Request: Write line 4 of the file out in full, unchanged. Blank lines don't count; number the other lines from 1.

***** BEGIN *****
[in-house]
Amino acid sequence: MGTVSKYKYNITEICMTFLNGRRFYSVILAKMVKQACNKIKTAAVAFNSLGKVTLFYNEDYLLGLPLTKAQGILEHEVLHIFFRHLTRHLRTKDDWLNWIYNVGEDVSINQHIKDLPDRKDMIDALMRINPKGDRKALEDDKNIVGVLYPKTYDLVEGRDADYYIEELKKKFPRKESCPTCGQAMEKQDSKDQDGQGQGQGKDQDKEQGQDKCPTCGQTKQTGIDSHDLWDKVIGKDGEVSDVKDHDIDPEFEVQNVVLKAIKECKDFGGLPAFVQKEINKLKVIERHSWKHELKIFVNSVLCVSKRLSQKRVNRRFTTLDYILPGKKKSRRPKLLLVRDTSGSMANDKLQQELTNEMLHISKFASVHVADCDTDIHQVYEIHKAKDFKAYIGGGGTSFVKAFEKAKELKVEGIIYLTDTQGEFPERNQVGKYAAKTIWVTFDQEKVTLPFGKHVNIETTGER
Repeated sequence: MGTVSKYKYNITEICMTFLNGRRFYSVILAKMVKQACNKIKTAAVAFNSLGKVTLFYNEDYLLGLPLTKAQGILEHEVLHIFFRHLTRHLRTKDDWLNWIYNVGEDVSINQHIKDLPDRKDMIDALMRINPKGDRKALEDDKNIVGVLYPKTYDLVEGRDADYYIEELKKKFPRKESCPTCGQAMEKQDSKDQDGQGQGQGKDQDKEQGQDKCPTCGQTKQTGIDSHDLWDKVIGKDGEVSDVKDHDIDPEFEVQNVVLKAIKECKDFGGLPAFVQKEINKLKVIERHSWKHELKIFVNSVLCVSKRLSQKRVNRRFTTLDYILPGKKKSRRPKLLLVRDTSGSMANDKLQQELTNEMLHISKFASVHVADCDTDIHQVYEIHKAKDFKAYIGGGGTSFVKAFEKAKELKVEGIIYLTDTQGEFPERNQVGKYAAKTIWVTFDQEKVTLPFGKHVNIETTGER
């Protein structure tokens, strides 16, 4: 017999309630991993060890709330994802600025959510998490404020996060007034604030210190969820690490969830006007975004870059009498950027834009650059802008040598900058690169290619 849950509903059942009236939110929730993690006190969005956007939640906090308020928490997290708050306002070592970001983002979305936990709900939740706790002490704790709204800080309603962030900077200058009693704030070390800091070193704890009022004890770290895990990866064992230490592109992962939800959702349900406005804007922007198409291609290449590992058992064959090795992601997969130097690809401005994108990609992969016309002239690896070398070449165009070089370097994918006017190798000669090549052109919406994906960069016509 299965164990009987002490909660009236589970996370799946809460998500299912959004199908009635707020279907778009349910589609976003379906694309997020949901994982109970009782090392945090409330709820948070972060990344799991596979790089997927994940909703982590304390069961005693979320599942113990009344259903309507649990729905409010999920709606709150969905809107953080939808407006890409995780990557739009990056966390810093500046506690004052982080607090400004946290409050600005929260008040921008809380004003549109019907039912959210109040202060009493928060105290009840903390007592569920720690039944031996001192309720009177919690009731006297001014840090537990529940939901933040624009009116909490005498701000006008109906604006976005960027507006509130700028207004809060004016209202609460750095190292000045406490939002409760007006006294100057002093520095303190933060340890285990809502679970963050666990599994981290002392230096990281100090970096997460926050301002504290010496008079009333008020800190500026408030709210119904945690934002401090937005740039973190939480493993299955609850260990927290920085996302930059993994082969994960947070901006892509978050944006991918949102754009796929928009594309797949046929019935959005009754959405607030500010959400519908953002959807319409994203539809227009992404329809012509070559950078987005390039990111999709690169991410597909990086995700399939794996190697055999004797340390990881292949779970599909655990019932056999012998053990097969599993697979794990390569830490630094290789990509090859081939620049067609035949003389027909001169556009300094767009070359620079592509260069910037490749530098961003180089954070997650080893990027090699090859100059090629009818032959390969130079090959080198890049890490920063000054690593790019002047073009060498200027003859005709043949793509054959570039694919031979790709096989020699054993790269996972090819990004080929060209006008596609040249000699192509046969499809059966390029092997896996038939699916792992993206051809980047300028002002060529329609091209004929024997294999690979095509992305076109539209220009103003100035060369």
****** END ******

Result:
């Protein structure tokens, strides 16, 4: 017999309630991993060890709330994802600025959510998490404020996060007034604030210190969820690490969830006007975004870059009498950027834009650059802008040598900058690169290619 849950509903059942009236939110929730993690006190969005956007939640906090308020928490997290708050306002070592970001983002979305936990709900939740706790002490704790709204800080309603962030900077200058009693704030070390800091070193704890009022004890770290895990990866064992230490592109992962939800959702349900406005804007922007198409291609290449590992058992064959090795992601997969130097690809401005994108990609992969016309002239690896070398070449165009070089370097994918006017190798000669090549052109919406994906960069016509 299965164990009987002490909660009236589970996370799946809460998500299912959004199908009635707020279907778009349910589609976003379906694309997020949901994982109970009782090392945090409330709820948070972060990344799991596979790089997927994940909703982590304390069961005693979320599942113990009344259903309507649990729905409010999920709606709150969905809107953080939808407006890409995780990557739009990056966390810093500046506690004052982080607090400004946290409050600005929260008040921008809380004003549109019907039912959210109040202060009493928060105290009840903390007592569920720690039944031996001192309720009177919690009731006297001014840090537990529940939901933040624009009116909490005498701000006008109906604006976005960027507006509130700028207004809060004016209202609460750095190292000045406490939002409760007006006294100057002093520095303190933060340890285990809502679970963050666990599994981290002392230096990281100090970096997460926050301002504290010496008079009333008020800190500026408030709210119904945690934002401090937005740039973190939480493993299955609850260990927290920085996302930059993994082969994960947070901006892509978050944006991918949102754009796929928009594309797949046929019935959005009754959405607030500010959400519908953002959807319409994203539809227009992404329809012509070559950078987005390039990111999709690169991410597909990086995700399939794996190697055999004797340390990881292949779970599909655990019932056999012998053990097969599993697979794990390569830490630094290789990509090859081939620049067609035949003389027909001169556009300094767009070359620079592509260069910037490749530098961003180089954070997650080893990027090699090859100059090629009818032959390969130079090959080198890049890490920063000054690593790019002047073009060498200027003859005709043949793509054959570039694919031979790709096989020699054993790269996972090819990004080929060209006008596609040249000699192509046969499809059966390029092997896996038939699916792992993206051809980047300028002002060529329609091209004929024997294999690979095509992305076109539209220009103003100035060369």